in Manchester. They club can't change his background but are happy to let
him mature a bit, whereas Manchester United manager Alex Ferguson wasn't
standing for it.
Robert Green is a big believer in his own ability and Allardyce insisted
that the goalkeeper should never have been dropped from the England squad
and has rightly been recalled. He maintained that selection for the squad
shouldn't depend on playing in the Premier League, as long as the player is
in good form.
The general feeling about players wanting to leave is that if they want to
go, they can leave - adding that there's no point having them sulking about
the place, or not wanting to play for the team.
The Board and the Media
Allardyce said that when he joined West Ham, one of his first requests was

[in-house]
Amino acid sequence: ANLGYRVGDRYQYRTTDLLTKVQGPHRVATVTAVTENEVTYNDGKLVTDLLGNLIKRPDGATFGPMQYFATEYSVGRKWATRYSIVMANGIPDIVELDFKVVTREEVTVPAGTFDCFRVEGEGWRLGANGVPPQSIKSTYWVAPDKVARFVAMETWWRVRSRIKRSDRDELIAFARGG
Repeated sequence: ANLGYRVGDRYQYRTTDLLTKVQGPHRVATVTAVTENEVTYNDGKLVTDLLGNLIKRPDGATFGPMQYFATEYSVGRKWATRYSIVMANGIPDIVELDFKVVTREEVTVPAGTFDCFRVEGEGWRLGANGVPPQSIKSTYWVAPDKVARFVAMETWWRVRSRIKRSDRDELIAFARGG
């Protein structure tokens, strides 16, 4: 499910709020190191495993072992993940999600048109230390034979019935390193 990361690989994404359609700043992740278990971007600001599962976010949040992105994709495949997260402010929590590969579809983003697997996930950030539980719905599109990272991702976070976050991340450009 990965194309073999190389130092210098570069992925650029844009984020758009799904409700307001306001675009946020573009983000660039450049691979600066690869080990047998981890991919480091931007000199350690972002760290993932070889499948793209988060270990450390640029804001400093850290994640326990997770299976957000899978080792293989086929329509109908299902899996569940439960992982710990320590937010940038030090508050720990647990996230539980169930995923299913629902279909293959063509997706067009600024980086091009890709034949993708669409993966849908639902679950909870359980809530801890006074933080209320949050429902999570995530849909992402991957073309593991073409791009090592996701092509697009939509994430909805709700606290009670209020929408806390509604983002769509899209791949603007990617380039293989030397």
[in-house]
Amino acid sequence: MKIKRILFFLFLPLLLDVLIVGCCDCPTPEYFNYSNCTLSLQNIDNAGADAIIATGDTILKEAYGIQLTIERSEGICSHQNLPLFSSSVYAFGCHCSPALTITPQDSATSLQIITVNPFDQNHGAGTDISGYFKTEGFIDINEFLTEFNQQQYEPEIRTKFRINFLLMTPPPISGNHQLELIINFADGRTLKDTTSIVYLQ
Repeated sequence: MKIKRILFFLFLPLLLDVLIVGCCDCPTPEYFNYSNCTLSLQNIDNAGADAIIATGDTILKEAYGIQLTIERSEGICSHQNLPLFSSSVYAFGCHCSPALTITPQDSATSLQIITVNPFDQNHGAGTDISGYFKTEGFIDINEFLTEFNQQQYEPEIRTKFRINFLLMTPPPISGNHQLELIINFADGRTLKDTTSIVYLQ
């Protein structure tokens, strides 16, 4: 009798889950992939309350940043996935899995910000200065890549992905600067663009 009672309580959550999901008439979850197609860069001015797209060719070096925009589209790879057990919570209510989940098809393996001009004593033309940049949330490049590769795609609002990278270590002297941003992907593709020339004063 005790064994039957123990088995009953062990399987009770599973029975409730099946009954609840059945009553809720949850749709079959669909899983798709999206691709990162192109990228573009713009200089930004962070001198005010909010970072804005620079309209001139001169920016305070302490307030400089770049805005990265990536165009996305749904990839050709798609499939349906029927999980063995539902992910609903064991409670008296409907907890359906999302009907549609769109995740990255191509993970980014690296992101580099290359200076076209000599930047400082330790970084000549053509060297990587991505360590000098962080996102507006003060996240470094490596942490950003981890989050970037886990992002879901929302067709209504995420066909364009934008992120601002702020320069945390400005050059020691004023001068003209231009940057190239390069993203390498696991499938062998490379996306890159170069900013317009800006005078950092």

to be the main media representative as the Board got some things wrong in
the press last season. He suggested they have a tendency to bite when a
journalist tries to wind them up, or asks the wrong questions, adding that
there were some disasters in the press last year. Sometimes they still talk
to the press, but that's just the way they are.
Sam seemed to be quite happy that Karren Brady deals only with corporate
issues instead of the football; my impression was that he isn't her biggest
When Allardyce joined West Ham last summer, morale was really low. He firmly
believes had he got the job in January 2011, he would have kept the club in
the Premier League. He mentioned that Demba Ba's goals alone should have
been enough, but the defence was terrible.
Robert Green keeps his own statistics and the first thing he mentioned to
Allardyce when he arrived was that he had to face between 15 and 20 shots
My impression was that he was unhappy at being overlooked for the position
in January 2011 (when Martin O'Neill was the Board's number one choice), but
is currently happy with life in London.
The Olympic Stadium